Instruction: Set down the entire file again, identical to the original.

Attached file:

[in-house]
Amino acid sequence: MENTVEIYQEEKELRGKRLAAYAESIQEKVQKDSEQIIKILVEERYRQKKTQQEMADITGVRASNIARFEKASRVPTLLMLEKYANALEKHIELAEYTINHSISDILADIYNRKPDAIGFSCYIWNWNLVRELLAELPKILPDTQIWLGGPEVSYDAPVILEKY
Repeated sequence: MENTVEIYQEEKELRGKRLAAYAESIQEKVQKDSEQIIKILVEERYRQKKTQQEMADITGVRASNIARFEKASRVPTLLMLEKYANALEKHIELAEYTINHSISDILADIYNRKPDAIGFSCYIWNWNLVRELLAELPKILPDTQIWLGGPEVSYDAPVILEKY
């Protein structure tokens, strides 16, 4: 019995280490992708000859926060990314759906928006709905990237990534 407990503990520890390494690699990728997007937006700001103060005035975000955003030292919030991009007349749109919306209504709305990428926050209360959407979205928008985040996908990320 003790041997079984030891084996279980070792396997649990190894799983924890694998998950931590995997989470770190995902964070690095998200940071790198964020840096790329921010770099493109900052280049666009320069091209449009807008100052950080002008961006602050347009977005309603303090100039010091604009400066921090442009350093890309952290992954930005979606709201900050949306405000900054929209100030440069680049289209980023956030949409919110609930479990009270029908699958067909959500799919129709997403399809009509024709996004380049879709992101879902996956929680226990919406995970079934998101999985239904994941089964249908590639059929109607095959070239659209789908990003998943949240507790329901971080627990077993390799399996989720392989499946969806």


[in-house]
Amino acid sequence: MENTVEIYQEEKELRGKRLAAYAESIQEKVQKDSEQIIKILVEERYRQKKTQQEMADITGVRASNIARFEKASRVPTLLMLEKYANALEKHIELAEYTINHSISDILADIYNRKPDAIGFSCYIWNWNLVRELLAELPKILPDTQIWLGGPEVSYDAPVILEKY
Repeated sequence: MENTVEIYQEEKELRGKRLAAYAESIQEKVQKDSEQIIKILVEERYRQKKTQQEMADITGVRASNIARFEKASRVPTLLMLEKYANALEKHIELAEYTINHSISDILADIYNRKPDAIGFSCYIWNWNLVRELLAELPKILPDTQIWLGGPEVSYDAPVILEKY
């Protein structure tokens, strides 16, 4: 019995280490992708000859926060990314759906928006709905990237990534 407990503990520890390494690699990728997007937006700001103060005035975000955003030292919030991009007349749109919306209504709305990428926050209360959407979205928008985040996908990320 003790041997079984030891084996279980070792396997649990190894799983924890694998998950931590995997989470770190995902964070690095998200940071790198964020840096790329921010770099493109900052280049666009320069091209449009807008100052950080002008961006602050347009977005309603303090100039010091604009400066921090442009350093890309952290992954930005979606709201900050949306405000900054929209100030440069680049289209980023956030949409919110609930479990009270029908699958067909959500799919129709997403399809009509024709996004380049879709992101879902996956929680226990919406995970079934998101999985239904994941089964249908590639059929109607095959070239659209789908990003998943949240507790329901971080627990077993390799399996989720392989499946969806």